Sat, Sep 19, 2009 - Page 4 News List

Local scientists develop sperm efficiency test kit


National Taiwan University on Thursday unveiled a male fertility home test kit that breaks new ground by measuring the efficiency of sperm cells — a key factor in determining men’s ability to father children.

Andrew Wo (胡文聰), a professor at NTU’s Institute of Applied Mechanics, said that although five different semen test kits for household use are available around the world, most of them can only measure sperm concentration.

Some of the kits even require the use of a microscope for the analysis, he said.

The new invention, created through the use of microfluidic technology, however, is easier to use and produces more accurate results, Wo said.


To conduct the test, users are required to let fresh semen sit for 30 minutes before dropping the specimen onto the biochip, Wo said.

The method can precisely measure the sperm count per milliliter of semen, as well as the mobility of the sperm, without the need for a microscope or a hospital visit, he said.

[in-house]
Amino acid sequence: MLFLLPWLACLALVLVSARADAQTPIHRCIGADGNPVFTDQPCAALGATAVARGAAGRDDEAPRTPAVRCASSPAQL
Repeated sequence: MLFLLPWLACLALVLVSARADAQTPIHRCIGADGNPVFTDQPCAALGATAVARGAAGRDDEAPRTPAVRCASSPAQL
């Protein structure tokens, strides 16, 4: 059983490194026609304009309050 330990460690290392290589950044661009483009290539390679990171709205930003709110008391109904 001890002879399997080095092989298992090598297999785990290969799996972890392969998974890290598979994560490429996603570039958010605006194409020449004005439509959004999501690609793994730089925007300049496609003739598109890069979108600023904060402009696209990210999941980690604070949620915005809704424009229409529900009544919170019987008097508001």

“Infertility is often caused by lifestyle factors, such as stress or tobacco use. So if people change their lifestyles, they will be able to use the kit to monitor their progress,” he said.

Wo said he expected the product to appeal to women who feel they are being blamed for childless marriages.

“Maybe they think it’s not their fault and they’ll buy the kit for their husbands to show they’re right,” he said.


With the research team having already spent five years on developing the sperm-counting technology alone, the prototype is expected to be produced next year, paving the way for its market debut in December 2011, Wo said.

He said he envisaged the biochip being sold in pharmacies and convenience stores to make it as easily accessible to consumers as pregnancy test kits.


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